Importers use these derivatives in hedging foreign currency payables. It is effective when the payment currency is expected to appreciate and the importers would like to guarantee a lower conversion rate. Investors in foreign currency denominated securities like to secure strong foreign earnings by obtaining the right to sell foreign currency at a high conversion rate, thus defending their revenue from the foreign currency depreciation. Multinational companies use currency derivatives in direct investments overseas. They want to guarantee the rate of purchasing foreign currency for various payments related to the installation of a foreign branch or subsidiary, or to a joint venture with a foreign partner. High degree of volatility of exchange rates creates an opportunity for foreign exchange speculators. Their objective is to ensure a high selling rate of foreign currency by obtaining a derivative contract while expecting to buy the currency at a low rate in the future. Alternatively, they may want to obtain a foreign currency forward buying contract, expecting to sell the appreciating currency at a high future rate. In either case, they are exposed to the currency fluctuations risk in the future betting on the pattern of the spot exchange rate adjustment consistent with their initial expectations.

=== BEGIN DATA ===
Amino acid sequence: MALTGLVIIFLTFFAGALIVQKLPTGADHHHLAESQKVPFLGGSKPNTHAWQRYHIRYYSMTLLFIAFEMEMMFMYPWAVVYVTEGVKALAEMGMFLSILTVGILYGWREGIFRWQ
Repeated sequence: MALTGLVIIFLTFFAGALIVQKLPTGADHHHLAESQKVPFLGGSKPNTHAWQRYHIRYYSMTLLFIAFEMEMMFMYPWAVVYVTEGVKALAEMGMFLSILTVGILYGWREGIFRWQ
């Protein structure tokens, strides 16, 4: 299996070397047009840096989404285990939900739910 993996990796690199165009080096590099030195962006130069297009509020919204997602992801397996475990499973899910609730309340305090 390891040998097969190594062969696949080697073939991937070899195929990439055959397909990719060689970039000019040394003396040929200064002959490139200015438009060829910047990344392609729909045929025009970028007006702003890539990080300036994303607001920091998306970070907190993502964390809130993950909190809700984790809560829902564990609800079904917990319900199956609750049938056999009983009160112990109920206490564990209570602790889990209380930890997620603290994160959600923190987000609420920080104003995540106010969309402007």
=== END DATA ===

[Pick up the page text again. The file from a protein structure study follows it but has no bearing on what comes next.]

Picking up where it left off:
Most commonly used instrument among the currency derivatives are currency forward contracts. These are large notional value selling or buying contracts obtained by exporters, importers, investors and speculators from banks with denomination normally exceeding 2 million USD. Contracts guarantee the future conversion rate between two currencies and can be obtained for any customized amount and any date in the future. They normally do not require a security deposit since their purchasers are mostly large business firms and investment institutions, although the banks may require compensating deposit balances or lines of credit. Their transaction costs are set by spread between bank’s buy and sell prices. Currency futures provide an additional tool for hedging currency risk by. Further development of domestic foreign exchange market. Permit trades other than hedges with a view to moving gradually towards fuller capital account convertibility. Provide a platform to retail segment of the market to ensure broad based participation based on equal treatment. Efficient method of credit risk transfer through the Exchange. Create a market to facilitate large volume transactions to go through on an anonymous basis without distorting the levels.